Hi All, I want to make a set of tire chains for my ford 9n. It seems like someone once said something about having done so and even knew the sizes and lengths needed. Does this ring a bell to anyone? TIA Rick
Hi Karl, I was thinking about making a set that are like the type they use on log skidders, with the rings in them above the thread. And then weld lugs onto the rings. You are right in assuming I was making them for snow, and I will use them for dragging logs. I know what you mean about the barrel of sand on the three point hitch! I had the rear tires fluid filled years ago and it made quite a difference. I think I will take your suggestion and look at the farm store first and see what they want for them, although I really wanted to weld up the ring design because the chain can not lay inbetween the lugs that way. I'll check the price! Rick
I bought a set for my Super-A from these folks recently. The Duo-grip style simulates the skidder chains, keeping them above the treads. Prices were good, delivery was fast and inexpensive. Though they seem to be fine, the chains were made in China, if that matters to you.
A number of years ago, my dad made a set of tire chains like you are talking about. Actually he bought a set of pretty much worn out tire chains at an auction sale for a few dollars and used them as a starting point. If I recall correctly, the round rings are made out of about 3/4 inch diameter rod. I was not there when he made them, but I assume he heated the rod up and wrapped it around a big pipe. Welded some short pieces of the same rod on the rings to provide lugs for ice traction. A bit of hard facing on the ends of those lugs provides extra wear resistance. Chain links welded on the OD of the big rings provide attachment points for short lengths of chain to attach the big rings to the side loops and to each other. His tractor is quite a bit bigger than yours, but it will climb thru most anything when it has the tire chains on it. Biggest problem is that the tire chains weigh so much that handling them to install them is a heck of a job. Once they are on, they do not get taken off until spring.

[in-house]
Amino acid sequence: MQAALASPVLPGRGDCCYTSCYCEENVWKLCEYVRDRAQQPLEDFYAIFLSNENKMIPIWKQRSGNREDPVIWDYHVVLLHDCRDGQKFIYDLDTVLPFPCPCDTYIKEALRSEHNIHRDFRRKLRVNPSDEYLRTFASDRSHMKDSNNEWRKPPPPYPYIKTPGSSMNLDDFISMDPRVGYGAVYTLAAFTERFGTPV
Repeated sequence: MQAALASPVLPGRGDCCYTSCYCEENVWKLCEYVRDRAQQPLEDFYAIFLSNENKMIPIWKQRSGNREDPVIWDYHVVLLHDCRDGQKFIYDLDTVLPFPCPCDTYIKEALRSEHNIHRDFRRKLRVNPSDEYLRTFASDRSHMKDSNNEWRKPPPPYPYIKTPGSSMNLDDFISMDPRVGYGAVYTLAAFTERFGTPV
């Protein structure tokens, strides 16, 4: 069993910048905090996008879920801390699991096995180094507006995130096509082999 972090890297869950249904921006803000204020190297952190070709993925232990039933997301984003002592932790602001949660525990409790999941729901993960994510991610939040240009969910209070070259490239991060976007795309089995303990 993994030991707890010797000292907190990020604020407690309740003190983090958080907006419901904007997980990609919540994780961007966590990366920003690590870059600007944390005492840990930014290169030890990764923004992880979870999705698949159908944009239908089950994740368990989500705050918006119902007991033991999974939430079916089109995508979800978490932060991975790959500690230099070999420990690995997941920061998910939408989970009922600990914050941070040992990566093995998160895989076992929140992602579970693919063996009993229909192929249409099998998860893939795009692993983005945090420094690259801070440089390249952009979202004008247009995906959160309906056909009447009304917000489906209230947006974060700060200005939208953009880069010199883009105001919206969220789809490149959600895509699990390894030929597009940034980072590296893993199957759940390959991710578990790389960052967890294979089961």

Putting heavy chains go on is a snap if you put a twine through the wheel where the lugs keep the rim on the wheel. Tie a side end of the chain to each end of the twine drawing one end of the chain against the tire from the rear of the tractor. Tie the twine to the chain back from the end far enough to make hooking easy. Straighten the chains out behind the tractor. Drive ahead and the chain will lead right around the tire. You may have to straighten the chain a little as it leads over the tire. Stop when the lead end of the chain starts coming up the rear of the tire. Hook the safety hooks, cut the twine and your ready to go. I put both chains on at the same time usually alone on a set of 15.5 X 38 tires. They weigh at least 150# apiece. I carry 800# on the 3pt hitch, 8 1/2 foot snow bucket, on an a 2640 JD, good outfit.
Yep This is exactly the way I put mine on . They are a bit bigger then yours at 18.4 X 38 . I figure about 150 lbs. a side is about what mine weigh . I have a front 10 foot blade , fluid filled tires and cast wheel weights . I have no problem even with frozen berms . Mine are not ring chains but the " D " pattern cross links . Anyone that has to handle a heavy set of chains should give this a try . Bought my set for 35 bucks and had to add about 2 feet of extansions . I know not much help now but out of season you can pick these up pretty reasonable . I would not likely buy an el-cheapo set . I think I would tear them up . Ken Cutt